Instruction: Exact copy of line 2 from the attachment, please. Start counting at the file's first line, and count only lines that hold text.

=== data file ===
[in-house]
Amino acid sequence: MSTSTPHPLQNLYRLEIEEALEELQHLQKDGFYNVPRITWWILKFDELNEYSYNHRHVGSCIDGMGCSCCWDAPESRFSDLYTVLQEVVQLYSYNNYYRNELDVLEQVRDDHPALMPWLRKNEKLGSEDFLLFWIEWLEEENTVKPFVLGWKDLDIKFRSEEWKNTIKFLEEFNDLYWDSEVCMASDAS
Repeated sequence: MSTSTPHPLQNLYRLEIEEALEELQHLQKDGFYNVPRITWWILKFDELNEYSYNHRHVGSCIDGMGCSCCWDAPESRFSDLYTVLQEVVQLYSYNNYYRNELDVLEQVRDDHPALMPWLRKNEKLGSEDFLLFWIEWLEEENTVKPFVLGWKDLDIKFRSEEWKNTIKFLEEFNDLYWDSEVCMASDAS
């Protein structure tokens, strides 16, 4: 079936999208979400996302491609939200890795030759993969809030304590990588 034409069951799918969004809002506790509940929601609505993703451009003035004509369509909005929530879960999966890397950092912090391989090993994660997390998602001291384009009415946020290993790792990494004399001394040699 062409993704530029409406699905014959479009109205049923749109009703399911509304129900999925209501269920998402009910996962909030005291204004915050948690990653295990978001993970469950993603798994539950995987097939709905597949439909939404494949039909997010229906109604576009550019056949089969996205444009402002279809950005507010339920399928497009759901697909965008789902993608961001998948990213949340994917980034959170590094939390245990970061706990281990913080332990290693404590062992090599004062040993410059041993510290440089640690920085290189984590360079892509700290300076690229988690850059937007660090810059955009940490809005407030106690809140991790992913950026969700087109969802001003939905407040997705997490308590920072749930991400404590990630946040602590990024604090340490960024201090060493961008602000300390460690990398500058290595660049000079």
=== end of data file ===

Amino acid sequence: MSTSTPHPLQNLYRLEIEEALEELQHLQKDGFYNVPRITWWILKFDELNEYSYNHRHVGSCIDGMGCSCCWDAPESRFSDLYTVLQEVVQLYSYNNYYRNELDVLEQVRDDHPALMPWLRKNEKLGSEDFLLFWIEWLEEENTVKPFVLGWKDLDIKFRSEEWKNTIKFLEEFNDLYWDSEVCMASDAS